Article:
In light of recent real-world tragedies, it seems to me that hope is never a bad thing. We can’t control real life and we can’t predict the outcome. But there’s a comfort in knowing that when the darkness comes in the book, somehow everything will be okay. I wish we could make the same assurances in life. I wish that in life, like in books, we knew, in the end, that the boy will get the girl, justice will be served, and good will trump bad. But life’s not like that. And sometimes, the only way to deal with that reality is to fall into a good book, with amazing characters that maybe remind you a little of yourself, and know that, in the end, things will work out.

I hate when things are over…summer reading beckons

Posted on June 28th, 2012 by Jody


Storytime Standouts’ guest contributor reflects on the school year and looks forward to summer reading

One of my favourite lines from the song Breakfast at Tiffany’s by Deep Blue Something is “And I hate when things are over/ when so much is left undone”. At the moment, it sums up how I feel about the end of the school year. Though I look forward to the summer, the break, the rest, and the, hopefully, nice weather, I know I’ll spend time thinking of all the things I didn’t manage to do this year.

Rather than think about all of the things I could have done better or more of, I thought I’d recount some of my favourite books from this year and share my summer “to read” list. The books I like most from this year are the ones that excited the kids. So while they may not have been MY favourite books, the following is a list of books that engaged my students, hooked my reluctant readers, and caused many classroom discussions.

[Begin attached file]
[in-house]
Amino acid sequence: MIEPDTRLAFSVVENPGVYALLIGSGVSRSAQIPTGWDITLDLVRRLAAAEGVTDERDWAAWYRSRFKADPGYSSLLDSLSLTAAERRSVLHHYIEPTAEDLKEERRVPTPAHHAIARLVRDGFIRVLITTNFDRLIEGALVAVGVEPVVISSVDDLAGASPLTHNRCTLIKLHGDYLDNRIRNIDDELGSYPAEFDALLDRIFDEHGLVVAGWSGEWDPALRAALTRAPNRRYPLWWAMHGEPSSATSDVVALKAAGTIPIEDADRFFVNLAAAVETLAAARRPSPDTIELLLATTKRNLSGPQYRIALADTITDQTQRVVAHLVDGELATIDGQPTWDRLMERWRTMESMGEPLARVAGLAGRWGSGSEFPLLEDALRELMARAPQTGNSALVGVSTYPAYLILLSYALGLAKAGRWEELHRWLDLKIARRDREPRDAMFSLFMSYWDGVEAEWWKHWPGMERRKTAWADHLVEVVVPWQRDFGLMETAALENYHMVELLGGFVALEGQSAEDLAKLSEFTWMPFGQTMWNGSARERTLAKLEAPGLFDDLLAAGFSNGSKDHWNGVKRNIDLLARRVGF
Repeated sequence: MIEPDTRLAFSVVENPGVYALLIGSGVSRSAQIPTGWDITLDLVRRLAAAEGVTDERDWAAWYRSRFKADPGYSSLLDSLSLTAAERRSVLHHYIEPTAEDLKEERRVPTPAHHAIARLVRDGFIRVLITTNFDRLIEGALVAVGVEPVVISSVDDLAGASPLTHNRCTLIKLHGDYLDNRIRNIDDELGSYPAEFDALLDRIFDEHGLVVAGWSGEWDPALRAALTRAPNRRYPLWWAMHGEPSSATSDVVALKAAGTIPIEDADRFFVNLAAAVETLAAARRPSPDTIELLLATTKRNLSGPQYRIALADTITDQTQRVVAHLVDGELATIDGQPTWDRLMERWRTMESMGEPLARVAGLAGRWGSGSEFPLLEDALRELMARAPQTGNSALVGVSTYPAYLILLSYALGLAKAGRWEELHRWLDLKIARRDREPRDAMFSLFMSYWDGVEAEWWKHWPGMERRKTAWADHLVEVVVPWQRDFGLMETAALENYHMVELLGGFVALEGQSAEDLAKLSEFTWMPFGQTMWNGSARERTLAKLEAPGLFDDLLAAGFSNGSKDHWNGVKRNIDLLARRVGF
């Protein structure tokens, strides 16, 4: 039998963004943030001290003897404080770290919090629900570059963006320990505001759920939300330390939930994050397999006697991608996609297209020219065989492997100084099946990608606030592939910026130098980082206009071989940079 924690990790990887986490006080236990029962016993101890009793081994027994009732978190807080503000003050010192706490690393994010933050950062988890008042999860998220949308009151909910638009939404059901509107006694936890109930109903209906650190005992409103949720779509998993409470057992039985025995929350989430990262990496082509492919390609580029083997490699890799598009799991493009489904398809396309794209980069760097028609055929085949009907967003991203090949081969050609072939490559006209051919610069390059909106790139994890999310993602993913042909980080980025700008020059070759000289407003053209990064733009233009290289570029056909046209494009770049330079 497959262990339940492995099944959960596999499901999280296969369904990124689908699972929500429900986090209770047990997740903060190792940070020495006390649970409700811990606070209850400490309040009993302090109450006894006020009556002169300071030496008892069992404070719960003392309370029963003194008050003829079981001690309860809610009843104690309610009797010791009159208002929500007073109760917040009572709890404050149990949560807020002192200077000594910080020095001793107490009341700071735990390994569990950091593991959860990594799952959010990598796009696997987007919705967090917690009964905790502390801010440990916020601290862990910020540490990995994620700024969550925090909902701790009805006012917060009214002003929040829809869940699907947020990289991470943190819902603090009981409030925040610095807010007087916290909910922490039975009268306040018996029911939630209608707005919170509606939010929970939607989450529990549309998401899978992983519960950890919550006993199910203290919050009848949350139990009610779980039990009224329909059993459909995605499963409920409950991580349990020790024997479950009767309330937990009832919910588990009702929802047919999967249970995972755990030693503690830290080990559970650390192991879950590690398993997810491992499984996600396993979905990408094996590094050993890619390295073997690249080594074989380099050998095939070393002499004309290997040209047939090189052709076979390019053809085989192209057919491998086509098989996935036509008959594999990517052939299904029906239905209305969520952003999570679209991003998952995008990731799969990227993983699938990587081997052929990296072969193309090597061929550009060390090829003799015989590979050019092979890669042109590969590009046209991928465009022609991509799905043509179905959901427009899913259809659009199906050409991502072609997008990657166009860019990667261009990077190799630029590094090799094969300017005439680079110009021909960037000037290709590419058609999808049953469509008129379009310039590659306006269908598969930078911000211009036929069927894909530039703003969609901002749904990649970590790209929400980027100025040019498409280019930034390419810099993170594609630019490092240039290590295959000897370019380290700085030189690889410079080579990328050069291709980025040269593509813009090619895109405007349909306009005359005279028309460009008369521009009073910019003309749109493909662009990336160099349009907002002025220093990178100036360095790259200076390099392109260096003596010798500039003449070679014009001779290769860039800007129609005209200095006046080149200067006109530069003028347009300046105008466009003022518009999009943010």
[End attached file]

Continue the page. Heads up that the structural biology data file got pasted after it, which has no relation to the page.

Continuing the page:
The Hunger Games Trilogy by Suzanne Collins

Lemonade War by Jacqueline Davies

Warriors by Erin Hunter (actually a pseudonym for a number of contributing authors)

Where the Sidewalk Ends by Shel Silverstein

Runny Babbit by Shel Silverstein

Wayside Stories from Wayside School by Louis Sachar

Holes by Louis Sachar

Stargirl by Jerry Spinelli

The Fire Ascending by Chris D’Lacey

There were others. Many, many others. My students from this year loved to read. They read a variety of genres and authors and tried books their friends loved or that I suggested. They were open to new books and different types of writing, such as Poetry.

Tomorrow I will say goodbye to this group and in September, I will have a new class. I look forward to the reading adventures they will take me on and the books they will introduce me to. Of course, I have a few of my own that I plan on introducing them to as well. Some I have read already, such as Riding Freedom, but others, I will read over the summer. My “to read” list for this summer includes:

My life as a Book by Janet Tashjian

Slob by Ellen Potter

United We Stand by Eric Walters

Middle School, the Worst Years of my Life by James Patterson

The Little Prince by Antoine de Sainte-Exupery

The Breadwinner by Deborah Ellis

Harry Potter and the Philosopher’s Stone by J. K. Rowling (I’ve read this one but am looking forward to reading it to my nine year old this summer).

I could go on…and on…and on because there are so many different books I’d like to read before the summer ends. However, in addition to Children and Young Adult fiction, I plan on reading a number of other books as well. So here’s to a summer of reading, re reading, and relaxing.

A Text Connection

Posted on April 23rd, 2012 by Jody


As a want-to-be writer, I find it fascinating that some authors can slip back and forth between genres and age groups. It shows a wide range of talent when an author produces a best selling thriller and then follows it up with a highly entertaining graphic novel. James Patterson and John Grisham are powerful examples of authors who show this flexibility on a regular basis. What really shows their strength as writers, however, is that the books they write for their younger audiences are so appealing to adults as well. Aside from providing more great reading material, authors such as these are also providing a unique way for parents (or teachers) and children (or students) to connect.